The great war will no doubt promote freedom and democracy in all countries, and the example of Russia will have a great influence, as may actually be seen by the discussion which has arisen in Germany on this point. The fact that the war has been conducted by the peoples themselves has already undermined the position of absolute monarchism in other countries besides Russia. Monarchism in the future, so far as it prevails at all, will be put on a new democratic basis.

4. The first practical result of the Russian revolution was the cheapening of bread and food; the great task of new Russia is to reform the bureaucracy, to turn it from the absolutist regnare to the democratic gubernare. In absolute Tsardom every bureaucrat is a tsar, and, in his own domain, the tsar. Russia is handicapped by her size; the war has revealed her lack of communications and its significance in the economic organisation of the country. She must be enabled to utilise her natural riches and to make her agriculture more effective by substituting an intensive for the old extensive cultivation of the soil.

Such a culture of the soil is impossible without education; Russia must have schools and compulsory instruction.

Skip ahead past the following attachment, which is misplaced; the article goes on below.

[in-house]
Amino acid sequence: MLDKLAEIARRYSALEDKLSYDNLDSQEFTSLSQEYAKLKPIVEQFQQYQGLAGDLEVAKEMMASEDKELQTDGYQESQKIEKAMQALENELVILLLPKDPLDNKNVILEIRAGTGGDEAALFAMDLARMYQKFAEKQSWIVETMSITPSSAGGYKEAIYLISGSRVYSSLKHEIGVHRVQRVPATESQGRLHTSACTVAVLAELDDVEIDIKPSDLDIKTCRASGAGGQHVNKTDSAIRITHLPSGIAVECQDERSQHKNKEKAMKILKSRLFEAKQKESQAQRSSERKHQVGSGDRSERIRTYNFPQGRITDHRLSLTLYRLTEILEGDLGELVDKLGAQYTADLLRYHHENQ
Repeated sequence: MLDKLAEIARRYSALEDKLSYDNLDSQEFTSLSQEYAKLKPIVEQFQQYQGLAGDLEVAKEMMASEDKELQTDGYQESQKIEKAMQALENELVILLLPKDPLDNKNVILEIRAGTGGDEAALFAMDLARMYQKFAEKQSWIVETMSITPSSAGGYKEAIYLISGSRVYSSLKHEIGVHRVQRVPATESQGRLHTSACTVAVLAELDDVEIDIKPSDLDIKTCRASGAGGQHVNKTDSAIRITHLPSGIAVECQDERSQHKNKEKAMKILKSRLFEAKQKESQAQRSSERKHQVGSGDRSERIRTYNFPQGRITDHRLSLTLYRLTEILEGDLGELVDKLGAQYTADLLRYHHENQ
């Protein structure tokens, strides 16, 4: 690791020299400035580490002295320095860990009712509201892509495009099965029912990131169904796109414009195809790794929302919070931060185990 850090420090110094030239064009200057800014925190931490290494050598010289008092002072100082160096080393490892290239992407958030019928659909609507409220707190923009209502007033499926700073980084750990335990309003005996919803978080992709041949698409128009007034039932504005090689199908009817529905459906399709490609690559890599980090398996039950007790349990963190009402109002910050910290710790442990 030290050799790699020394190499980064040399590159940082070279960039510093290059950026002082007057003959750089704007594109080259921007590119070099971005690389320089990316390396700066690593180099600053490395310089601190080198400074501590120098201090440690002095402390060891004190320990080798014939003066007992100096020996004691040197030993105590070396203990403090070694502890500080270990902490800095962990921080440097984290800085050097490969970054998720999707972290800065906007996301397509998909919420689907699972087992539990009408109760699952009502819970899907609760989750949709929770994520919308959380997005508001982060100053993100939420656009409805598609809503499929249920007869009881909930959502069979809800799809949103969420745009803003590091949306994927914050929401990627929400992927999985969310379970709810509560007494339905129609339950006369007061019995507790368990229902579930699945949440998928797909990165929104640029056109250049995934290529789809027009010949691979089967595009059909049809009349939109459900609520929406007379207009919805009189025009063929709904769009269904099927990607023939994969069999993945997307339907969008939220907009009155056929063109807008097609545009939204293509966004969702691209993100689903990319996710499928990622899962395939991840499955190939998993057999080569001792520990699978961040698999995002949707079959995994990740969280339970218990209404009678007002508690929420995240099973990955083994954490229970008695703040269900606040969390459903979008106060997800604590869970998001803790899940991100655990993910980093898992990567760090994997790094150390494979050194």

5. Reform of the whole administration and of education is impossible without great financial sacrifices; economic reforms are therefore of the greatest importance for the new Government. In this connection the question of Constantinople is of first importance. When the Russian Minister announced in the Duma that the Allies had already assigned Constantinople and the Dardanelles to Russia, he knew that such an endorsement of Russia’s paramount aim in the war would encourage the whole nation. Russia would thereby obtain what she has always desired with an almost religious intensity. In her anti-Turk policy Russia remained true to the traditions of the Crusaders of the Middle Ages, while the West became reconciled to the Turks. The religious significance of Constantinople is the inheritance of the medieval theocracy; the modern Russians demand the Dardanelles for the purpose of exporting corn, her natural products, and her growing industries. It is well known that Catherine, though the friend of Voltaire, contemplated Constantinople as the capital of a “Russo-Greek” empire; in modern times Danilevski and, above all, Dostojevski have preached the religious standpoint, whereas modern historians (Mitrofanov) and economists (Tugan-Baranovski) dwell on the economic significance of Constantinople.